Other towns near Concord have explored similar bans. Some residents of the Town of Arlington brought one to its Spring Town Meeting of 2013, but it was defeated in a voice vote.

A high-school student proposed a ban by-law at the Fall 2014 Town Meeting in Framingham, where it was defeated by a vote of 60 to 40.[35] Among those opposing the ban in both communities was the supermarket chain Stop & Shop.[36] Framingham also has a Poland Spring bottling plant, and its owner Nestlé Waters North America opposed the ban as well.[35]

Two towns that border Concord have passed bottled water bans similar to Concord's by-law: Sudbury on May 2, 2017; and Lincoln in March, 2018. Great Barrington in Berkshire county passed one in May, 2018. Some citizens attempted to revoke the law the following August, but failed.[37]

Martha's Vineyard, Massachusetts[edit]

On April 9, 2019, the Town Meeting of West Tisbury, Massachusetts, banned the sale of non-alcoholic carbonated beverages in single-serve plastic bottles (defined as less than 34 ounces) starting January 1, 2020.[38] This is apparently the first such law in the United State to cover soft drinks and similar beverages. Two neighboring towns on the island, Chilmark and Aquinnah, will vote on similar measures within the following month.[39]

Cape Cod[edit]

A regional campaign to eliminate bottled water on municipal property began in the Spring of 2019. The Town Meetings for Harwich,[40] and Provincetown were passed while others have been referred to study committees.


In 2015, the state of Bihar has banned the usage of plastic water bottles in governmental meetings.[41]

In 2016, the state of Sikkim restricted the usage of plastic water bottles (in government functions and meetings) along with styrofoam products.[42]

Government of Maharashtra banned all single-use plastic beverage bottles in March 2018. Single-use is defined there as under one-half liter. Larger sizes have a refundable fee applied to them.[43]

Government of Gujarat banned use of plastic mineral water bottle in all government offices and events from March 2019.

University bans[edit]

Despite being the first American public university to enact a ban on bottled water in 2013, the University of Vermont has not yet experienced much positive effect from the implemented ban. University professor Rachel Johnson has seen, “total number of bottles on campus increase.” In conjunction with the ban, UVM integrated a number of filtered water stations across campus. However, the consumption of other bottled beverages such as soda and juices has become more prevalent. The university continues its efforts by, “doubling the number of water stations on campus and stocking them with biodegradable cups.”[44]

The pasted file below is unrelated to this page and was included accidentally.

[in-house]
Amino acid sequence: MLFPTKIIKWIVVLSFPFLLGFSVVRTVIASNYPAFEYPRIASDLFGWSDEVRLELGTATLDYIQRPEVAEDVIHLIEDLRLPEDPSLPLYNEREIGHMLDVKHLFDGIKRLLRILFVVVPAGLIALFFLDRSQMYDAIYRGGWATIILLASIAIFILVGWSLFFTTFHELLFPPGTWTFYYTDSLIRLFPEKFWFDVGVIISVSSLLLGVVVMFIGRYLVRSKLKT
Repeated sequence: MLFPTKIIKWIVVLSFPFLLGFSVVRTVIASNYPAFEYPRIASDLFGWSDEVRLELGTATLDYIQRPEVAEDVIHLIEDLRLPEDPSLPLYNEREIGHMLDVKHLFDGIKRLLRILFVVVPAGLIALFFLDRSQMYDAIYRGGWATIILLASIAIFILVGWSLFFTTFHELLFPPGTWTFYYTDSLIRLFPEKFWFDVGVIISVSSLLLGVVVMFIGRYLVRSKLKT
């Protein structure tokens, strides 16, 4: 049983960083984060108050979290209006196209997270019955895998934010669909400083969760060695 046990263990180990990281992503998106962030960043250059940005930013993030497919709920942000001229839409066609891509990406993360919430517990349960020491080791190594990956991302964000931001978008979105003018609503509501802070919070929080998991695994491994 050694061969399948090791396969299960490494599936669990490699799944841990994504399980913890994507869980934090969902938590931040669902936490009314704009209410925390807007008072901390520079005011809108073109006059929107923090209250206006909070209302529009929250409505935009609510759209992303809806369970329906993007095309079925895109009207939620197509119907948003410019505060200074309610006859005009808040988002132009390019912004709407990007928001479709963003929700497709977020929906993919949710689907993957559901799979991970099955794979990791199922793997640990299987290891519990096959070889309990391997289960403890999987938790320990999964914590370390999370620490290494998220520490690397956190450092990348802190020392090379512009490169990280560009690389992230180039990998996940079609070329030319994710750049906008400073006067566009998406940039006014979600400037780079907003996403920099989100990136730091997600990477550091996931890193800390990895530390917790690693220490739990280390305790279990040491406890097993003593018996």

Contrary to the University of Vermont, overall bottled beverage sales have decreased by more than a third over the past seven years at Washington University in St. Louis. Since eliminating the sales of bottled water on campus, the university has also seen a decrease in soda fountain sales, which leads observers to believe that water is not necessarily being replaced by sugary beverage alternatives. The assistant vice chancellor for sustainability largely attributes the university’s success to its bottled water ban, as well as its accompanying efforts to retrofit old water fountains, add new water stations on campus, and celebrate the student body’s growing interest in sustainability.[45]

Alternatives to plastic bottles[edit]

Some alternatives to plastic bottles are already available and many more are to be designed. For example, a simple solution to this is to use a reusable bottle and fill it up at stations, water fountains, or food establishments.[46]

Innovative alternatives to plastics continue to emerge. A group of students has managed to created a biodegradable plastic bottle from algae and other natural materials. The implementation and use of a product like this could take a big cut in the use of plastics.[47]